As destructive as the F1 tornado that hit Grove City on April 3 was, Mayor Ike Stage describes himself as thankful.
"An F1 tornado is something Grove City has never had to face before, to my knowledge," he said. "When you think about what can happen with a storm like this, we're blessed that no one was injured and that the property damage was fairly limited."
An F1 tornado has wind speeds of 73 to 112 mph, according to the National Oceanic and Atmospheric Administration, and can cover a path between 18 and 55 yards wide. The lower speed limit is equivalent to the beginning of hurricane wind speed and can cause moderate damage to houses. Tornadoes are ranked from F0 to F5.
Last week's F1 tornado caused damage to about 450 residences in the southern portion of the city, mostly in the Margie's Cove/Orders Road, Courtyards on Hoover and Christina Villas subdivisions.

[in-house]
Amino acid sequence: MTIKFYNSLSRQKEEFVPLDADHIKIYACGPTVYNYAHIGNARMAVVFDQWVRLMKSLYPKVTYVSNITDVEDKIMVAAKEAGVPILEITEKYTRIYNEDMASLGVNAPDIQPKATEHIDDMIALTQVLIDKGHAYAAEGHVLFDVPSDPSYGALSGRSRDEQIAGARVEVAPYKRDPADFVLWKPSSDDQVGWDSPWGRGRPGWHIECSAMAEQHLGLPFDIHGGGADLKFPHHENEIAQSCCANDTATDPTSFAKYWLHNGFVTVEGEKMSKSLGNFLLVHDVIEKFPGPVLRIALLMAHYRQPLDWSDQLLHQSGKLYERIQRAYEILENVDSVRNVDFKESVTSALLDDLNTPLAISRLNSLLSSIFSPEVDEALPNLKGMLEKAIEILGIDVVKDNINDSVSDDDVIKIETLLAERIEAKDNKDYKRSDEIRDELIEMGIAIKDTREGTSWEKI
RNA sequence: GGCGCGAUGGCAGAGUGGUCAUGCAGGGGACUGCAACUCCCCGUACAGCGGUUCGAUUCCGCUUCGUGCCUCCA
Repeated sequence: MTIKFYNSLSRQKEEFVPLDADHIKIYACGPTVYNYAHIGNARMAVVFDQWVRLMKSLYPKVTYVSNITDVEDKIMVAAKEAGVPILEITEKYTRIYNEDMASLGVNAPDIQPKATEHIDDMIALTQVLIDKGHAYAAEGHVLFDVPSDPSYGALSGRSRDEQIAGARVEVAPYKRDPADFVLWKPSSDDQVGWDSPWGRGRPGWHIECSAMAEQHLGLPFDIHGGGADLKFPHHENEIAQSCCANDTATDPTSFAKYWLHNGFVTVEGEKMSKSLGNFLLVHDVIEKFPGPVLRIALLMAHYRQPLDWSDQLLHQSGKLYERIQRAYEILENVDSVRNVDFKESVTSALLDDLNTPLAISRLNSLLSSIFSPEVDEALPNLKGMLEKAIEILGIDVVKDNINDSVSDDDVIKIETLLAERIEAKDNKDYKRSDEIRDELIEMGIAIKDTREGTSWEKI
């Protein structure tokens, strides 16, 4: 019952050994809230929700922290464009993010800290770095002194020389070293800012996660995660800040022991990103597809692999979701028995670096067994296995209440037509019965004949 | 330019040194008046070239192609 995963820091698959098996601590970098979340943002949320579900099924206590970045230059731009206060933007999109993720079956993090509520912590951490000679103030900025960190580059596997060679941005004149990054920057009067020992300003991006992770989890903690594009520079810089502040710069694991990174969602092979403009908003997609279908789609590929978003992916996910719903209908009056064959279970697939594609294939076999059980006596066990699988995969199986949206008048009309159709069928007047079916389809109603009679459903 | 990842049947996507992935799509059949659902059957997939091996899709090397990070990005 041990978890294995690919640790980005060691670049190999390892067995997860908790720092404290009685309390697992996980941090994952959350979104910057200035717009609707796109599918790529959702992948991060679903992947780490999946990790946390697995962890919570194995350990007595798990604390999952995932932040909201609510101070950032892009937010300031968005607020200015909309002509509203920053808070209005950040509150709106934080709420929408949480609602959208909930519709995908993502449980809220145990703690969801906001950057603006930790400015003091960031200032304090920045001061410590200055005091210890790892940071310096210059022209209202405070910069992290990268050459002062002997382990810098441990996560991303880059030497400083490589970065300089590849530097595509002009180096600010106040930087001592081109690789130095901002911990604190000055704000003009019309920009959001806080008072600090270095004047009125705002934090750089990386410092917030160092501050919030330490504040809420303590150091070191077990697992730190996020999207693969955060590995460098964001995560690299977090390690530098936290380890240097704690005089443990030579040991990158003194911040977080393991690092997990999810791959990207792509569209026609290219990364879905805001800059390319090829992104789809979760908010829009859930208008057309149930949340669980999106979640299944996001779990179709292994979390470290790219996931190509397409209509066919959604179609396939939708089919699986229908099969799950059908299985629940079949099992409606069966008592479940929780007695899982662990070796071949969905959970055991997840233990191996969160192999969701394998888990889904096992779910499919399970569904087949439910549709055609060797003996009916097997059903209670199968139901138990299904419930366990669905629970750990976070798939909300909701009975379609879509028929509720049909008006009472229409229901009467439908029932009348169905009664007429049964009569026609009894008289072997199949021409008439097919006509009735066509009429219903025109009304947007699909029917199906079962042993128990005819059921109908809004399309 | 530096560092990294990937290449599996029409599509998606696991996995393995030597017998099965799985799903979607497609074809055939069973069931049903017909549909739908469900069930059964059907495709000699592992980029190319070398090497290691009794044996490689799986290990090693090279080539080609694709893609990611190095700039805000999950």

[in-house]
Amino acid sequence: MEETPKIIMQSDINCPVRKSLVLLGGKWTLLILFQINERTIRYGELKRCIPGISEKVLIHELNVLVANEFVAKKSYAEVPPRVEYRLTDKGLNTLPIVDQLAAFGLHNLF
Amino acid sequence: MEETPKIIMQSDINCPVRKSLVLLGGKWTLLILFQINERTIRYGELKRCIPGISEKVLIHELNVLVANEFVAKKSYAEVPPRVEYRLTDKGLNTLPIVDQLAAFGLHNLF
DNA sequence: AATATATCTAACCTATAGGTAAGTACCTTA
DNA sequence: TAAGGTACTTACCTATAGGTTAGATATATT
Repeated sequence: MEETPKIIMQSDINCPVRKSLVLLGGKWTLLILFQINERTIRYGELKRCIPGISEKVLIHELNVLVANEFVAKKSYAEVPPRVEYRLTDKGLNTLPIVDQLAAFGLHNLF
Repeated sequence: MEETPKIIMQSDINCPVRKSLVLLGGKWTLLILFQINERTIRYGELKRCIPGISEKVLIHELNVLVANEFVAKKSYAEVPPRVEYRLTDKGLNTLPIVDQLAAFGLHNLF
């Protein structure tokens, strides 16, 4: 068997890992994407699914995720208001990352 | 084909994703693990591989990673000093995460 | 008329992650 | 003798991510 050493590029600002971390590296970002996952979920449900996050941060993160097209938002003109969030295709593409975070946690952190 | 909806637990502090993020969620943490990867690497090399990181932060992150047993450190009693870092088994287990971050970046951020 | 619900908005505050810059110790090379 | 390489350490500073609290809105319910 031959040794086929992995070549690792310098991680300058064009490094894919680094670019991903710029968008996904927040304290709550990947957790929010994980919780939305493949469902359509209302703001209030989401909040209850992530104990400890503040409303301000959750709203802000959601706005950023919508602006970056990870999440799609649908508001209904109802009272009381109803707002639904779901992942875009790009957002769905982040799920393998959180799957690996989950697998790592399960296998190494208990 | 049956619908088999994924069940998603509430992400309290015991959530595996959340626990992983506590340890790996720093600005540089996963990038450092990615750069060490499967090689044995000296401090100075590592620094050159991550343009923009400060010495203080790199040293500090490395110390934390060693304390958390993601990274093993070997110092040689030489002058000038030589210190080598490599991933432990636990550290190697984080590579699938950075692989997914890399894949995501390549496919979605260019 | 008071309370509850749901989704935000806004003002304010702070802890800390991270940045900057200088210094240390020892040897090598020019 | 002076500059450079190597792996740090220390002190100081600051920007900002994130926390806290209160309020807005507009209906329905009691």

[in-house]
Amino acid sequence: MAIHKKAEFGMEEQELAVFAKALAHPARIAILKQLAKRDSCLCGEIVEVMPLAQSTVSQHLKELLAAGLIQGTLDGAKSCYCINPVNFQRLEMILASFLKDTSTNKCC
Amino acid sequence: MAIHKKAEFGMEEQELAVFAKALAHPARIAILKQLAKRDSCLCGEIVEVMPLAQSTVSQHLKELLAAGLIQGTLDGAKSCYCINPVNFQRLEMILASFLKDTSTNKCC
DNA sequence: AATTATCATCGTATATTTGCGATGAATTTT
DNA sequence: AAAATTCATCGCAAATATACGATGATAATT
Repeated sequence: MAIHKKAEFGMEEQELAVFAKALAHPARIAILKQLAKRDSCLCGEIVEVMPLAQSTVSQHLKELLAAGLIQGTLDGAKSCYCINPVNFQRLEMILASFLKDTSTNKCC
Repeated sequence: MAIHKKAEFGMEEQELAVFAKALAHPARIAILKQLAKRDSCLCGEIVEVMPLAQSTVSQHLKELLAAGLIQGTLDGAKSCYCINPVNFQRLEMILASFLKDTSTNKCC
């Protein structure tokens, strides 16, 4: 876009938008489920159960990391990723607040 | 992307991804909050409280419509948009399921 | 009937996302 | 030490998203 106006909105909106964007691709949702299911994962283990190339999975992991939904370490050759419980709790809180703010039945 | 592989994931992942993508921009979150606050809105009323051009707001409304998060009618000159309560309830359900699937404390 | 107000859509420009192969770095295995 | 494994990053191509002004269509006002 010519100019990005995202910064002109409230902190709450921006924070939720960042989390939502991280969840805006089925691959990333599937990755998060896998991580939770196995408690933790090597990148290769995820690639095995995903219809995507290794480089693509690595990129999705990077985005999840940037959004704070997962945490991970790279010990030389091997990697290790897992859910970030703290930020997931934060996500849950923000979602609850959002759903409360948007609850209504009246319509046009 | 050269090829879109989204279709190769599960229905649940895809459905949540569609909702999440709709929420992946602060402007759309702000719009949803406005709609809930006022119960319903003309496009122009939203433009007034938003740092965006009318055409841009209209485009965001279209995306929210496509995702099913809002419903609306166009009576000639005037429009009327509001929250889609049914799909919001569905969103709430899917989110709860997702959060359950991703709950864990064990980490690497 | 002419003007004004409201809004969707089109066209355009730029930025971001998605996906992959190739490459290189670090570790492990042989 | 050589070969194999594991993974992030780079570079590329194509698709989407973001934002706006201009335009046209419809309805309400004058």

"The type of damage runs the gamut, but most of it is roofs, windows or siding damage," said Don Walters, the city's community relations officer.
Most residents have been able to return to their homes, Walters said April 9. Three homes remained uninhabitable.
Residents were not allowed to return to their homes until the city's building department conducted an inspection, Stage said.
A cost estimate of the total damage caused by the tornado is still being determined, Walters said.
As April 4 began, about 1,900 residents in and around Grove City were without power, Walters said. Damage was centered in the southern part of the city, near Grove City High School, 4665 Hoover Road. Several South-Western schools were closed April 4 due to the power outages, including Grove City High School, Jackson Middle School, Hayes and Park Street intermediate schools, Buckeye Woods and J.C. Sommer elementary schools, South-Western Preschool Center and the Bostic Center.
By April 9, power had been restored to all but about 40 residences.
Everyone was expected to have their power restored by April 10, Walters said.
Touring the affected areas was like nothing he had ever seen, Stage said.